May 18, 2020 By Christian Murray
A soccer program headed by Spanish star David Villa that was launched last year to help immigrant children has just begun its second year—although “virtually.”
The program provides soccer training and equipment for immigrant children whose parents are being detained by ICE. The children are taught by Villa’s DV7 Soccer Academy and in normal times they get lessons twice a week at parks in Queens from April through May.
Council Member Francisco Moya, a huge soccer fan and friend of Villas, was the driving force behind the program last year and worked with the Hispanic Federation to make it happen.
Last year 126 children were enrolled, of which 75 were immigrant children who live in New York City—separated from their parents. The remaining children are in foster care.
Moya has allocated $150,000 in council funds to the Hispanic Federation, which works with Villa’s organization.
“Some may argue that soccer is a waste of money,” Moya says. “They are wrong. It is really inspiring to see—to see the joy these kids get from it.”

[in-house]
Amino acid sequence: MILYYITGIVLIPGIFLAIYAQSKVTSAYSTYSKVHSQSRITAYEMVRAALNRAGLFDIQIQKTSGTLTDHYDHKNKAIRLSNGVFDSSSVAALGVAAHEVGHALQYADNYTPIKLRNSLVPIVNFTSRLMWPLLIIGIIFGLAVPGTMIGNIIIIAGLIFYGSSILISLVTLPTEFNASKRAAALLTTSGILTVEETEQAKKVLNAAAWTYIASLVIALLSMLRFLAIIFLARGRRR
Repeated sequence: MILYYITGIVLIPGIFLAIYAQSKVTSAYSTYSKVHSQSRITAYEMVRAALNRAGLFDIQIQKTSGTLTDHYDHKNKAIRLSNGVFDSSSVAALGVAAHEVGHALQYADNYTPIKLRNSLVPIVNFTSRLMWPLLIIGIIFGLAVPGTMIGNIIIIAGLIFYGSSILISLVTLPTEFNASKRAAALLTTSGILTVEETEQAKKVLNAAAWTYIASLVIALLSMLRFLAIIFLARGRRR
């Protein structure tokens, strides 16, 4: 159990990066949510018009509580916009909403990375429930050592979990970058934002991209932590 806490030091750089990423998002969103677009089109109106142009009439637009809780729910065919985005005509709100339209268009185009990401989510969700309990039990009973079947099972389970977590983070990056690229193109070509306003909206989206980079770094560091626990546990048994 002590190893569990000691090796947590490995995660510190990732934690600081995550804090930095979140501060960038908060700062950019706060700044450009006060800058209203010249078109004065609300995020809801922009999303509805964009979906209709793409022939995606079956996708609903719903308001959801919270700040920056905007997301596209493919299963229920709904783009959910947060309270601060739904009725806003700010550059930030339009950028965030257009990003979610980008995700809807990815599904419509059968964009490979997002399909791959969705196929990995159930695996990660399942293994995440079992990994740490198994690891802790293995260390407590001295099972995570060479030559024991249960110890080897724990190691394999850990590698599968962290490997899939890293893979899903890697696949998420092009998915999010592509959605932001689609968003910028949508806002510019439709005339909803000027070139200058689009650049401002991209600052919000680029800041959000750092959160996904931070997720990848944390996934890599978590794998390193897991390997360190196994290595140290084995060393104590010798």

The virtual program started April 20 and again is largely for children whose parents have been detained by ICE. The lessons are prerecorded by Villa and uploaded to the Google classrooms platform the week prior.
The lessons include Villa teaching kids how to juggle a ball and various other techniques. This year there are about 60 children enrolled, with the average age being 15.
The participants train from wherever they are residing. Some are within foster care agencies, others with foster families.
Villa, who was part of the 2010 World Cup championship team Spain, has had a large presence in New York in recent years. He was a member of the New York City Football Club for four years though 2018 and is the co-owner of the newly-formed Queens FC, a team that is expected to start playing in the United Soccer League Championship division in 2021.
Moya said that Villa has always impressed him as a person—not just as a soccer player.
“He started to do a lot of free clinics in schools in my district,” Moya said. “He would spend four hours with these young kids— signing autographs…taking photos.”
Moya said that when children were getting separated from their parents at the U.S. border he felt the need to do something and spoke to Villa about forming the program.
“Football is a unifier around the globe,” Moya said. “I’m really grateful to David Villa’s commitment. He is all the way in Spain and still cares about these kids who are separated from their parents. It’s a testament to his character.”